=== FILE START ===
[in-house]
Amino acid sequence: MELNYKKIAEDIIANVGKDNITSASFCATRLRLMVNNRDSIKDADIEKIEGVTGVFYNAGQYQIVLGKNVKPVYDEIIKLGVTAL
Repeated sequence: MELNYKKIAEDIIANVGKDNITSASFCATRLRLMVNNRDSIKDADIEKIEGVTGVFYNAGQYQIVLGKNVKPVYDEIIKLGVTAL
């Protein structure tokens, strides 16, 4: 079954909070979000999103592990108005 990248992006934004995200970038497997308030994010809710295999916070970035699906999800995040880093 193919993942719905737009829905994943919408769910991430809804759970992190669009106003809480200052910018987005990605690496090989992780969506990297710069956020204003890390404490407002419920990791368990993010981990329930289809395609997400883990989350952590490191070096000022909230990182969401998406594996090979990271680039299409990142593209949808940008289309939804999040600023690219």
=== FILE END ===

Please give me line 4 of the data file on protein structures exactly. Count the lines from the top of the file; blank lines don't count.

């Protein structure tokens, strides 16, 4: 079954909070979000999103592990108005 990248992006934004995200970038497997308030994010809710295999916070970035699906999800995040880093 193919993942719905737009829905994943919408769910991430809804759970992190669009106003809480200052910018987005990605690496090989992780969506990297710069956020204003890390404490407002419920990791368990993010981990329930289809395609997400883990989350952590490191070096000022909230990182969401998406594996090979990271680039299409990142593209949808940008289309939804999040600023690219």